I say to shooter: Don't think on error made". Due to his size Steph goes against the norm and shoots on the way up versus at the top of his jump giving him a quicker release. This lesson is incredible. I coach 11 year old girls and the concept of proper form is a lost art to young children these days. What about the dip and the sway? Most shooting experts emphasize that both are important parts of the shooting movement but there is no mention of them here interesting to see though in the very last video, the shooter both dips and sways.
Thanks for bringing that up, Sebastian. This article discusses the dip and some of the issues that my shooters had with it until I introduced "The Tuck". When jumping, I teach my players "Up and Slightly Forward. From my understanding, this is similar to a sway. Joe, in the first part of the drill, The 1-Hand Form Shooting Drill, what is the purpose of starting with the ball resting in your palm?
I have seen the drill done starting with ball in the L position, but want to understand the purpose of this added step? Just an old habit. You can also have the player start with the L and place the ball in the hand from the L position. I do like what I see. The only things I like to stress is that you keep the shooting hand my right on top of the ball and the other hand my left slightly under the basketball.
Right hand fingers are pointing in front and left hand fingers a bit to the right. I do not like to bend my wrist so much, when the ball goes up. Only on the last moment of the follow through the wirst kind of wave a bit back for a relaxed follow. Of left hands fingers the thumb goes out to the left and the last fingers touching tha basketball from lefy hand are little finger and ring finger.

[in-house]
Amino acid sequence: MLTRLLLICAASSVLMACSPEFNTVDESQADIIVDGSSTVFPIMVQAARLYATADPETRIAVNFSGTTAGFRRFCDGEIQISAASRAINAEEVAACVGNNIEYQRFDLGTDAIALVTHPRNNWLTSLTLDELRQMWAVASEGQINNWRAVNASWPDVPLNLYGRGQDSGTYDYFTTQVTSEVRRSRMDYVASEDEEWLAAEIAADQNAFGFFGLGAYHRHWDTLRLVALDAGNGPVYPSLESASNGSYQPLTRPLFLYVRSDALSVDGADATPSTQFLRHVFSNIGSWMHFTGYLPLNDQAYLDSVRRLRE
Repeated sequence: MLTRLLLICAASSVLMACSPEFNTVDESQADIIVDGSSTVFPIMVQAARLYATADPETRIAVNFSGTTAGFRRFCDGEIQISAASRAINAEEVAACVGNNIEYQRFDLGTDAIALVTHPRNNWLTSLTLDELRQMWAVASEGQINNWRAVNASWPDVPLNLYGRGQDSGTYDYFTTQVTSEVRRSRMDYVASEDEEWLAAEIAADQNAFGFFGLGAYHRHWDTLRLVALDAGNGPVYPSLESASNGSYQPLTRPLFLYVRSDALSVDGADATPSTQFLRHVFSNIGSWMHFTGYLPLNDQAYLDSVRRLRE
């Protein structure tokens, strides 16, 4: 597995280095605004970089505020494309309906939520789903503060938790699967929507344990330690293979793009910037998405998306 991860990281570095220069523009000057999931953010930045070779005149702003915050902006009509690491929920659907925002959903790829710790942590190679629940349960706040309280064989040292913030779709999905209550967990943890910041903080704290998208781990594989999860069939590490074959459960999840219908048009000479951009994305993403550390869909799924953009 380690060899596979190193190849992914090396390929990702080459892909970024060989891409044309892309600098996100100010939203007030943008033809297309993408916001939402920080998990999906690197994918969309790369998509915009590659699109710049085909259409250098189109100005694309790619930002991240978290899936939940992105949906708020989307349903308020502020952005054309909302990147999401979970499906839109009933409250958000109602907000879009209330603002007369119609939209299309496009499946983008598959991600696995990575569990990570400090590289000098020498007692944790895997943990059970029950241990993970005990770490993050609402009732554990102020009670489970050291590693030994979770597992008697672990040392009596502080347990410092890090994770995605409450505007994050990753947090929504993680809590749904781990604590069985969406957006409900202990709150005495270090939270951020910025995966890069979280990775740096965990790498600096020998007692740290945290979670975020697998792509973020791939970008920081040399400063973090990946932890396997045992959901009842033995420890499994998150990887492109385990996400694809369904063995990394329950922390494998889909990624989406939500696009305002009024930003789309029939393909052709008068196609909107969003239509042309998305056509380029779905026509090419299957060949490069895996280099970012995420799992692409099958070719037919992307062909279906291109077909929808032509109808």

They also help a bit in up coming of the ball. Ball goes over every finger on the right hand to give that firm relaxed back spin to the ball. Upper body is relaxed and all the power from legs and middle body are under the ball. It is very important how you catch the basketball in your hands from a pass and from the dribble, left side or rightside. The quickness must be there.
But that is an other thing. Your videos can really help our team improve our shooting. I didn''t realize that Stephen Curry starts to extend his legs almost at forehead level, but did you know that Stephen Curry starts to extend his legs almost at forehead level?
So, I'm a little unsure of when you bring the ball up to the forehead. In this article, https: I've watched Rick Penny's videos and he mentions bringing the ball up as you start to lower yourself and bend at the knees.
Watching guys like Curry and Jordan, it seems like they both start bringing the ball up to their forehead before they start their jump or right at the time they start but Curry releases the ball earlier then Jordan. My midrange game has stepped up to another level. Now I'm dealing with lack of rhyth and coordination in the 3 point line? UNC isn't the best because they don't have a 3 pt shooter outside of Strickland. Manny Harris is a beast in the game. That is crazy UK talk man Uk needs to worry about barely beating Miami OH.
When Butler made its first run to the national title game , I was there for all six of the Bulldogs' games randomly, not intentionally and I got to watch the magic first-hand. Well, I finally went back and counted. Turns out, seeds are when I'm there.
Maybe Lipscomb upends North Carolina. Maybe Houston or Michigan makes a long run to the Final Four, and I'll be there to chronicle the first four games of journey. Or maybe I get to see Gonzaga earn a spot in the Final Four for the second consecutive season. East South Midwest West. That defense is suffocating, and Tony Bennett's crew is due.
I don't know how anyone handles Deandre Ayton. Good luck with that, Cavs. Love what they've done this year at Loyola-Chicago, and love the draw for the Ramblers.